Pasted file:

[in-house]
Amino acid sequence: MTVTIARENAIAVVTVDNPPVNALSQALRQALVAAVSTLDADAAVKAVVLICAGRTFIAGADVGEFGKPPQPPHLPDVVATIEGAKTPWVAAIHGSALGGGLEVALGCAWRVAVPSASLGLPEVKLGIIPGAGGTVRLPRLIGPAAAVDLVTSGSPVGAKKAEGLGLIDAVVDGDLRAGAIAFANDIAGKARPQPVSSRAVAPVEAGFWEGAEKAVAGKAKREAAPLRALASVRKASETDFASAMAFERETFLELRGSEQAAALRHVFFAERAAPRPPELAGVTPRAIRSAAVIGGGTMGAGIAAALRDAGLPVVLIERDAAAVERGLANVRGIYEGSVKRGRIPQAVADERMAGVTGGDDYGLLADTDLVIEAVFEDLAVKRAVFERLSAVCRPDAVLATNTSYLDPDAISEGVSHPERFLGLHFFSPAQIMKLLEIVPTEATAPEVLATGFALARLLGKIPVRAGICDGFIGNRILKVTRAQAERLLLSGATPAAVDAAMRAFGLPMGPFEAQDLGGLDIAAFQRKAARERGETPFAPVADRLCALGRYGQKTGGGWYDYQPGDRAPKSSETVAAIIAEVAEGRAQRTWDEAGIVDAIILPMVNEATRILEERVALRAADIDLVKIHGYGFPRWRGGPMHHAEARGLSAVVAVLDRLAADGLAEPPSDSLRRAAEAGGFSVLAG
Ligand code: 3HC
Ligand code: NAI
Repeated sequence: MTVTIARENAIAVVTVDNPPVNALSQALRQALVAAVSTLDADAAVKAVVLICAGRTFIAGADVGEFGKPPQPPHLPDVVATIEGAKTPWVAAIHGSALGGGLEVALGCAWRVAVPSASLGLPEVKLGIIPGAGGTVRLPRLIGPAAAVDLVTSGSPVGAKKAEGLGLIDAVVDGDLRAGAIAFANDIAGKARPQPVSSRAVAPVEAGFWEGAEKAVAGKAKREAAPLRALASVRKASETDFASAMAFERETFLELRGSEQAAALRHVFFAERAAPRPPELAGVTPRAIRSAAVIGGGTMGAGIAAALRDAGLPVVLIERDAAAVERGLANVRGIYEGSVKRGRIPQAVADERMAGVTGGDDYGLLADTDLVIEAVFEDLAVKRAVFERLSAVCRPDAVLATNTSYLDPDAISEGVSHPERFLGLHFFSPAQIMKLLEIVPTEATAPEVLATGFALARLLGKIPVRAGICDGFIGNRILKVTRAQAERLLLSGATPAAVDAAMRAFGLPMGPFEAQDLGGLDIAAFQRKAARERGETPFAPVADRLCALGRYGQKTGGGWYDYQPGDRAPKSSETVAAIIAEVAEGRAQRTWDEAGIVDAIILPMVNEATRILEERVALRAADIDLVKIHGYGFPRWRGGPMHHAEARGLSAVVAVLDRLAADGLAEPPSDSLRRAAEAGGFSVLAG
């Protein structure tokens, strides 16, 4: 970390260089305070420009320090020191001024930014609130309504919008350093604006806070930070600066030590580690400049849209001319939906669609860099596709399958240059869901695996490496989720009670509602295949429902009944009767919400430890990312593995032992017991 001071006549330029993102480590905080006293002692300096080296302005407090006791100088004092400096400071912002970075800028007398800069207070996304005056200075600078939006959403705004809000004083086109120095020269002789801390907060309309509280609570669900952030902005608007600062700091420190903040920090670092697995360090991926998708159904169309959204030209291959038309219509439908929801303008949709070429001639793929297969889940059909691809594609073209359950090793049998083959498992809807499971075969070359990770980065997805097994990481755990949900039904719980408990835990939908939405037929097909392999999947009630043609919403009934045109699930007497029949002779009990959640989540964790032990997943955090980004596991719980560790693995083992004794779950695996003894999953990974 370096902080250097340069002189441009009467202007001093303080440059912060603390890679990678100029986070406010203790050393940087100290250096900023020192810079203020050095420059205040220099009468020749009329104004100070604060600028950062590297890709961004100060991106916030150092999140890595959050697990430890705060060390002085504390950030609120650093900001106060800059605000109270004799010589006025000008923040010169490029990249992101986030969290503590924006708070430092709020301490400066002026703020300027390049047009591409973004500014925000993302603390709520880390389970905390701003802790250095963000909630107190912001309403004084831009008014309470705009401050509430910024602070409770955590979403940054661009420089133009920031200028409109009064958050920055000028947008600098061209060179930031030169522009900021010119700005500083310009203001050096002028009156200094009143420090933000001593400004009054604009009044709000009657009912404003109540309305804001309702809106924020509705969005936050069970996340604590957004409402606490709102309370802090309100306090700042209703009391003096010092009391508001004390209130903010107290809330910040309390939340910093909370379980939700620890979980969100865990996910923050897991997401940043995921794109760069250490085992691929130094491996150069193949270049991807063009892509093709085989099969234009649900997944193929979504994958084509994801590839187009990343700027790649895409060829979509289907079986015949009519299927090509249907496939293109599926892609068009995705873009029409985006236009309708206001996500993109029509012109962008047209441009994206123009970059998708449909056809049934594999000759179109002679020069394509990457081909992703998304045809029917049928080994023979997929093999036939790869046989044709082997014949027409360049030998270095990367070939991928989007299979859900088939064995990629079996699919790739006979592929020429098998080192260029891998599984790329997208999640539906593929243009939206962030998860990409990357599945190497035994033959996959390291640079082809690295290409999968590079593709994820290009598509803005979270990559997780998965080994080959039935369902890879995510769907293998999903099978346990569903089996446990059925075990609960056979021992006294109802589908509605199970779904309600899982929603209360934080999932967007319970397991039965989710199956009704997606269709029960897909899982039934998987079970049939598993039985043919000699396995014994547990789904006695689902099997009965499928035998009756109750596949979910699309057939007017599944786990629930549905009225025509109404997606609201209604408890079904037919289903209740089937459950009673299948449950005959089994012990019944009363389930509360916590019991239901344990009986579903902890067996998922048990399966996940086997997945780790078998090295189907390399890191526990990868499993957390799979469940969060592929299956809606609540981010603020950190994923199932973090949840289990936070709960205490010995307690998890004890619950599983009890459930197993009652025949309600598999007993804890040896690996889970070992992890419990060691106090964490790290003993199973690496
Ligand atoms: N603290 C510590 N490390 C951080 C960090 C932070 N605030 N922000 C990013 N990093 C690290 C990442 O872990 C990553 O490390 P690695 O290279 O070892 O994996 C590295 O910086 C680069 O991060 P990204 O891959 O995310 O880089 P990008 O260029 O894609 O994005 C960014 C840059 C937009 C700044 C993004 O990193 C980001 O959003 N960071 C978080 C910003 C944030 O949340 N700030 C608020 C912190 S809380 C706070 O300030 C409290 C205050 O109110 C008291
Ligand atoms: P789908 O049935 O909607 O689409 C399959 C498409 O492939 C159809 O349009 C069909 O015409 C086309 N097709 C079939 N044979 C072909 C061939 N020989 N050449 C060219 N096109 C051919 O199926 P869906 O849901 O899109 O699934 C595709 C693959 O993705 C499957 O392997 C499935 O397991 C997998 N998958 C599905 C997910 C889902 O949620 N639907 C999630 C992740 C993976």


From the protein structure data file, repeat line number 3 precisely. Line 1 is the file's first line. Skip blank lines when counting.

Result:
Ligand code: 3HC